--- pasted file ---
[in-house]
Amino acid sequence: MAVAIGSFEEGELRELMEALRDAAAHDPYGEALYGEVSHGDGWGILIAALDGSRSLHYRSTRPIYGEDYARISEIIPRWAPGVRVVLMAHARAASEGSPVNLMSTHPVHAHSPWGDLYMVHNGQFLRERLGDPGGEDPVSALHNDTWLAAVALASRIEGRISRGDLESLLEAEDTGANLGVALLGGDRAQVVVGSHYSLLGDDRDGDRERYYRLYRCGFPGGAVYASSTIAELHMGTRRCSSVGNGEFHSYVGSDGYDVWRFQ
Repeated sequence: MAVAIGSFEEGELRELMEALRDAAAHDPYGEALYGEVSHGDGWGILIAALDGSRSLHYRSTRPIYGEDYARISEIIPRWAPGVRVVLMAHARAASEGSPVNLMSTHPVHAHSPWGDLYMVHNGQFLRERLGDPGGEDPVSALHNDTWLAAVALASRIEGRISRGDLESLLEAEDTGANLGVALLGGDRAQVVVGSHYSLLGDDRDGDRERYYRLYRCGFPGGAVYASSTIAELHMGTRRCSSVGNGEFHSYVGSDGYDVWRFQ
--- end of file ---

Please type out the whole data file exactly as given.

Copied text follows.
[in-house]
Amino acid sequence: MAVAIGSFEEGELRELMEALRDAAAHDPYGEALYGEVSHGDGWGILIAALDGSRSLHYRSTRPIYGEDYARISEIIPRWAPGVRVVLMAHARAASEGSPVNLMSTHPVHAHSPWGDLYMVHNGQFLRERLGDPGGEDPVSALHNDTWLAAVALASRIEGRISRGDLESLLEAEDTGANLGVALLGGDRAQVVVGSHYSLLGDDRDGDRERYYRLYRCGFPGGAVYASSTIAELHMGTRRCSSVGNGEFHSYVGSDGYDVWRFQ
Repeated sequence: MAVAIGSFEEGELRELMEALRDAAAHDPYGEALYGEVSHGDGWGILIAALDGSRSLHYRSTRPIYGEDYARISEIIPRWAPGVRVVLMAHARAASEGSPVNLMSTHPVHAHSPWGDLYMVHNGQFLRERLGDPGGEDPVSALHNDTWLAAVALASRIEGRISRGDLESLLEAEDTGANLGVALLGGDRAQVVVGSHYSLLGDDRDGDRERYYRLYRCGFPGGAVYASSTIAELHMGTRRCSSVGNGEFHSYVGSDGYDVWRFQ